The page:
Hello, Hello, and thanks for tuning in. Today I wanted to talk about a series of news stories that I watched that really triggered some unpleasant memories, and unpleasant flashbacks for me to the Great Recession / global financial crisis. I know it may seem and I'm really belaboring this point. But I feel it's just that important, especially in light of the fact that you have, in my opinion, so many talking heads, and public figures going out into the media as though Hush your mouth. There's nothing to worry about. Everything's going to be fine. The other day, Russell Brand published a video I think it has a million views, which is terrific. This message needs to get out. He published a video about the building back better of Украина and BlackRock. Oh, I'm sure there's nothing to that. Right. And I mean, even now, Russell Brand, is saying, it seems a lot like sit down and shut up. The average member of the public is simply being told to sit down and shut up. I have said that for months and months, just sit down and shut up, go back to the cubicle. Take your pablum like a good little baby. And Hush. That is very much the attitude that we're getting from these power brokers. You also have Jamie Dimon who last year said that he saw storm clouds formulating and they could turn into an economic hurricane. Well, now he's walking that back. He's saying, well, I should not have ever used the word hurricane that was too strong. I don't think it's going to be that bad. We're gonna stay the course and do what we're gonna do at the bank. And it's like, well, what changed your mind? Or was your mind changed for you? I'm not saying that's the case. Because I don't know. I just find it really suspicious. For someone to come out publicly and say, the storm clouds could turn into a hurricane. And then later, when actually things seem to be getting worse, not better. That person comes out and says, Oh, oops, no, oh, no, no, no hurricane was much too strong of a word. I'm gonna have to walk that back now. Why? The thing is, the system is set up in such a way that it doesn't perform so well. When the unwashed masses all decide to get together and make a change. Or if there's pandemonium or if there's some kind of genuine panic. We need only go back to the Great Depression. And think about the bank runs that happened. If you go to Federal Reserve Of course, I'll drop a link to it. They have an article about banking panics of 1930 in 1931. I'll read just a little bit to highlight my point, the US appeared to be poised for economic recovery, following the stock market crash of 1929 until a series of bank panics in the fall of 1930 Turn the recovery into the beginning of the Great Depression and quote twas ever thus okay this is what the narrative is and is and isn't it isn't ever will be let the church say amen. Okay, that this is how it goes. The average john and jane Q public out there just trying to raise their kids and work for a living there the problem? Well, we were poised for an economic recovery after the market crash and 29. But these peons, they just let their panic get the best of them. They went for those bank runs. And then that's what spurred off the Great Depression, naughty naughty lessons have been learned since then, and the kind of mass media and social media and just the speed at which information can be proliferated. Now, any agenda that you can imagine can be pushed to huge numbers of people at warp speed. So I believe in my opinion, okay. Dennis Miller has always said it's just my opinion, I could be wrong. I believe that some of these narratives are being put out to make sure that nobody panics, they don't want bank runs. They don't want people taking all of their money out of the stock market. They don't want people I don't know actually trying to prep. You just sit down. Hush your mouth. Let the power brokers worry about this. Let the Fed do what it's going to do. It doesn't need any oversight. It doesn't need to be worried about whether they're being politically correct or people approve of what they're doing. You need to just have a good little sit down and hush your mouth. Don't panic. Don't don't pay so much attention to the news. You need to be worried about what Kim and Kanye are doing and need to be worried about Harry and Megan and the royal family. And just don't worry about economics. Now. Even Jamie Dimon is telling you that the word hurricane was way too strong and he ought not have done that. Yeah. Okay. This is yet again, a scenario where I think back. And I feel as though I have seen this movie before. I feel the same ring of familiarity. Oh, wait. I do. I do. Because Henry Paulson said the same thing. In an article on CNBC, that was originally published on Tuesday, July 22 of 2008, we find we're going to be all right. In case you don't know or don't remember, Henry Paulson is a banker, and a financier. Who was the Secretary of the Treasury from 2006 to 2009. Now, you might also be curious to know that before his role in the Treasury Department, he was the chairman and CEO of Goldman Sachs. I'll drop a link to his Wikipedia page, you can check it out for yourself. But this is yet again, in my opinion, another example of the incestuous nature that we see happening between corporate America and the government. How on earth any rational person couldn't understand, couldn't see the strains of crony capitalism happening in this country, and not just in this country, either. I mean, it happens in Europe as well. It's beyond me. I feel like all of its there, you can find it at any point in time is just so many people choose not to. So we visit this article, I'll drop a link to it. Please read it for yourself. You'll see that I'm not making anything up. This is not hyperbole. The headline says Paulson we're going to be alright. Treasury man, Henry Paulson reassured investors and bank depositors in his speech this morning in New York that the US banking system is okay. Mr. Paulson noted the failure of IndyMac bank the third largest in history, but he said it represents only two tenths of 1% of total banking industry assets, and that depositors are insured up to 100 grand per account. The FDIC took over the bank two Fridays ago and reopened it the next Monday with business as usual, and no one losing a penny of insured deposits. Mr. Paulson went on to say that of the 8500 insured banks and thrifts in the US 99% are well capitalized, while one thrift and four commercial banks have failed this year. That doesn't even remotely compare with the 1980 savings and loan crisis, where there was an average of 255 failures per year. What's more, Paulson noted that the US financial companies have raised more than 150 billion of new capital. So I think the Treasury man was basically trying to say that we're all going to be all right media pessimism, not withstanding, and quote. Again, I say if we were sitting down with a marker board, coming up with ideas for a satire, some kind of dystopian sci fi novel about all of this, we couldn't do it in fiction any better than it's being done in reality. So let's go back and revisit the IndyMac situation. Now, when it was founded, it was founded as Countrywide, so you may recognize it by that name, more so than IndyMac. I'll drop a link, of course to the Wikipedia page, you can see all of this for yourself. Let's read a little bit. When home prices declined in the latter half of 2007 and the secondary mortgage market collapsed. IndyMac was forced to hold $10.7 billion of loans it could not sell in the secondary market. Its reduced liquidity was further exacerbated in late June 2008, when account holders withdrew 1.5 5 billion, or about 7.5% of indie Max deposits. This run on the Thrift followed the public release of a letter from Senator Charles Schumer to the FDIC and OTS. The letter outline the senators concerns with IndyMac while the run was a contributing factor in the timing of Indy Max demise, the underlying cause of the failure was the unsafe and unsound manner in which the Thrift was operated, right. But of course, they want to make sure that they emphasize this idea that your money is safe in the system. And the average peon or pleb, who got too nervous and took their money out, they cause the bank to fail they want to make Sure they push that narrative on June 26 2008, Senator Charles Schumer, a member of the Senate Banking Committee, Chairman of Congress's Joint Economic Committee, and the third ranking Democrat in the Senate released several letters he had sent to regulators, which warned that the possible collapse a big mortgage lender in the bank poses significant financial risks to its borrowers and depositors. And that regulators may not be ready to intervene to protect them, some worried depositors began to withdraw money in quote.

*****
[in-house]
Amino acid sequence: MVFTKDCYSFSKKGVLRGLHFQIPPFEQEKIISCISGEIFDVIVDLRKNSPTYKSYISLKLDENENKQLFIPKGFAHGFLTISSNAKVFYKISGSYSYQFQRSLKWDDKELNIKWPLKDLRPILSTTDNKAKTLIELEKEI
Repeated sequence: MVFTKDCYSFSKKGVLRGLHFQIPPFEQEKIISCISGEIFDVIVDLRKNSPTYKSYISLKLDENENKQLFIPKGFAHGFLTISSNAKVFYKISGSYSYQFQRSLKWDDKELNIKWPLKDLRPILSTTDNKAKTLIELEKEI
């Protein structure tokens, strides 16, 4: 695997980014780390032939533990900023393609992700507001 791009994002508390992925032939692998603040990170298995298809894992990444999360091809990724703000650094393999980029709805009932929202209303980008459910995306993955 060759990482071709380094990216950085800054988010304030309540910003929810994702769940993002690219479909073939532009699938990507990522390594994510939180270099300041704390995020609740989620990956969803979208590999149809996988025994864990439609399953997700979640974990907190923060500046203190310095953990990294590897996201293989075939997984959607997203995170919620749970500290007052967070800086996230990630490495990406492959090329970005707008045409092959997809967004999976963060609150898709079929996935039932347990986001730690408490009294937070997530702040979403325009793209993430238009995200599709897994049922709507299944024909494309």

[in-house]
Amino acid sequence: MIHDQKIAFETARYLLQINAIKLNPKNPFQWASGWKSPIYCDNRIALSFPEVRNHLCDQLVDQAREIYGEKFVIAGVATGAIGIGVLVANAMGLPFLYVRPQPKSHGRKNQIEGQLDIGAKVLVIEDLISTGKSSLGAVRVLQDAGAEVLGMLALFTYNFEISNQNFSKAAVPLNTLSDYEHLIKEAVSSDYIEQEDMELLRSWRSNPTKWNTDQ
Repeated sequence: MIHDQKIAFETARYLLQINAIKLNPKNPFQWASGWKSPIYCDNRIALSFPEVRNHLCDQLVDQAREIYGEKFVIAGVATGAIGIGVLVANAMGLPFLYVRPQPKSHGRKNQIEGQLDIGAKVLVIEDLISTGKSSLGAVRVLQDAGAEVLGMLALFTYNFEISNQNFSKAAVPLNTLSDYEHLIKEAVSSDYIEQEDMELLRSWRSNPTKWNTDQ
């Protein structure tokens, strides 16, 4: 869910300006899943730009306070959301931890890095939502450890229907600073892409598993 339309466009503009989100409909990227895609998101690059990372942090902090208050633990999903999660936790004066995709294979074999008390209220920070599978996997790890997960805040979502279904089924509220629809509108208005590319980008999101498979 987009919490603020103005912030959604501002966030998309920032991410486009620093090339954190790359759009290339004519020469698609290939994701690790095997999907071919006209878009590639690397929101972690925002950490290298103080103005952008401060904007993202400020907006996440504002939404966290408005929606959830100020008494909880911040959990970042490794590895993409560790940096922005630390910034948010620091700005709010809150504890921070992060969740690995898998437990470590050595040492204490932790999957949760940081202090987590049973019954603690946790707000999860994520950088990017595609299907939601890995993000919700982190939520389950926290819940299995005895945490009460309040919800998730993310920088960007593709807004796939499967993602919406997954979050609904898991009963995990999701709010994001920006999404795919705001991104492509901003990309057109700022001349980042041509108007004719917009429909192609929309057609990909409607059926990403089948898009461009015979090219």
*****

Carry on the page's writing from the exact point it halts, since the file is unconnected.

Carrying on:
Yeah, again, I know it probably seems like I really, really driving this point home. But I feel like this is all being done to create an air of calm. There's no need to worry. The overlords are in charge. We don't want anybody to get too nervous. We don't want you to buck the system. Just don't worry about layoffs. Don't worry about the economy. Everyone's doing fine. It's almost like some kind of weird maths in LP programming. Let's also revisit bank stress tests. You may remember this, you may not. But back in 2009, there were banks that went through these stress tests to figure out if they were solvent, enough to weather an economic storm, and 10 out of the 19 that were tested failed. But we were told that it was okay. Things were going to be alright. It was no big deal and didn't need to worry. In an article published on CNN on May the seventh 2009 We find stress test banks need $75,000,000,000.10 of the nation's 19 largest banks will need to raise a total of $74.6 billion dollars in capital. Federal officials announced Thursday, bringing it into relentless speculation about how much more money the nation's leading banks would need to withstand the recession. More than two months after launching the so called stress test program, leading regulators said that more than half of the bank's tested would require capital to absorb additional losses if the economy weakens further, under the most severe economic scenario, regulators estimated losses could reach $599 billion for the group, the bulk of which comes from residential mortgages and other consumer loans such as credit cards and quote, and they go on to detail the companies that were leading the list Bank of America, Wells Fargo, and JMac. So in the midst of this, you might be thinking, Well, surely someone spoke up and said, Hey, this looks pretty bad. I think we should be concerned. Oh, of course. Yeah, sure. So then Federal Reserve Chair Chairman Ben Bernanke was pretty upbeat and positive about it. And he said, markets can be reassured that banks will be strong and be able to lend even if the economy is worse than currently expected. And quote. I just see so many shadows of the past, I was wrong to say the word hurricane. Things are gonna get better. Everybody's doing fine. Just take your baby bottle in your mouth and have your milk and it's going to be okay. Well, why don't we have a little injection of reality? Instead of listening to, in my opinion, the hot air the hopium and then just straight up utter bullshit. Why don't we have an injection of reality. In a news story slash mini documentary on YouTube, called cost of living crisis, Scott's living on the brink. They show a variety of people, one of whom is disabled, and he relies on medical equipment to stay alive. They're concerned about their electricity bill. People are having to choose between heating their home, or eating. In the write up for this news story we find 2022 was a year where living standards were squeezed as the costs of basic essentials like gas, electricity, food and fuel sort. Scotland, tonight's Ali Dickinson hears from a mix of people caught in the eye of the ongoing economic storm and finds out about the difficult decisions they take to make ends meet. Well, at least they don't have difficulty calling it an economic storm. At least they're not walking anything back. There's another man on this documentary Who says that he avoids eating dinner with his kids because he's not going to eat dinner. He wants to make sure that they eat and then he'll just give them an excuse about how he's not hungry. Right then he's going to take his dinner after they go to bed because he doesn't want them to know that he's not going to eat supper that night. You also see people looking at the gas meter wondering, Okay, how much heat am I going to be able to actually The US will I have enough? You know, I guess where the pipes are not burst in the house. And for it to not get so cold that we just can't survive. There are people at the food bank, financing their efforts out of their own pocket as best they can. What we really start to see in this story is a community of people coming together to support one another. And it's like, well, where are the fat cats? Where are the powerbrokers? Where are these billionaires, these individuals who claim to be so philanthropic, you know, they've got time to get on their jets and go have their big WEF meeting? Well, where are they? What are they actually doing to solve any of these problems, they also interview a couple with a coffee shop. And they say we've overcome so many hurdles to make it this far, but we just don't know that we're gonna be able to make it through this. And in one moment, the lady actually says, As terrible as it may sound, or as strange as it may sound COVID was better than this, because at least we were getting some kind of assistance. But now we're just sort of tossed out. We can't afford the utilities and we may have to close the shop after all this time. In a similar news story that appeared on PBS News Hour, on December the 12th, we find increasing number of people in United Kingdom go hungry because of price spikes. A winter of discontent is coming from the United Kingdom. Monday, the first and what will be weeks of nationwide strikes across professions began in protest of the skyrocketing living costs. Now a bleak winter forces many to decide whether to heat their homes or to feed their family. Back in May of last year, I told you that I really believed we would face a winter of discontent. I hoped and pray that I was wrong. But here we are. And these choices are horrific to imagine people saying I don't know if I'm going to be able to eat or keep heat on in the house. In this news story, which takes place in England, we see a similar phenomenon to what we saw over in Scotland. It's really people at these food banks and soup kitchens that are in some ways impoverished themselves trying to help other people that are living in poverty. Where are these fat cats? Where are these powerbrokers? These individuals who want to make sure you think that everything's fine and dandy? And you need to just sit down and shut up? Where are they in the midst of all of this? One of the ladies in the kitchen talks about the forgotten people, people who are living in poverty, and essentially are living live hand to mouth, they really don't know where their next meal is coming from. And they've just been forgotten. It makes my blood boil because it's like these people. They have the ability to get in their sports cars, and their private jets and go jet setting around the world. And talking about how big and important they are. While this is going on? What are their initiatives really doing to help anybody. Then, in this news story, they present the statistic that a recent survey found that if most working Britons lost their jobs, they would only survive financially for 19 days. So we're talking less than three full weeks there but for the grace of God go any of us listening to this program today. As I've said before, unless you just happen to be some billionaire fat cat that tunes in there, but for the grace of God go any of us listening to this program today. They talk about people in the middle class going to food banks, that the food banks are struggling because donations are down and demand is up. And they're seeing more and more people from the middle class people who have jobs, in some cases, more than one job. Yet they're struggling to buy things like soap, toothpaste, toilet paper, dish soap, laundry. So basic things as one of the participants in this new story says it's not like the food bank is giving us flog raw. They're giving us basic things to live on. A bag of pasta, body soap, toothpaste, and so on. We saw very similar things. During the Great Recession and global financial crisis. I've told you before I remember it made an indelible impression on me to see these people on the news crying. I've never had to go to a food bank before. I've never been unemployed this long. I've never had to struggle to feed the family before this is a first time for me. We want to be really really careful of not getting into normalcy bias while Maybe that happens to somebody who has always lived hand to mouth. Maybe they've never really had steady work. And they've always depended on charity, but it would just never happened to me. Are you sure about that? One of the ladies in the soup kitchen, hits the nail right on the head when she's talking about it doesn't trickle down. All this stuff that they want to talk about in the business world. All this wealth is supposed to trickle down, but it doesn't. It trickles into the yacht, or a holiday or a speedboat.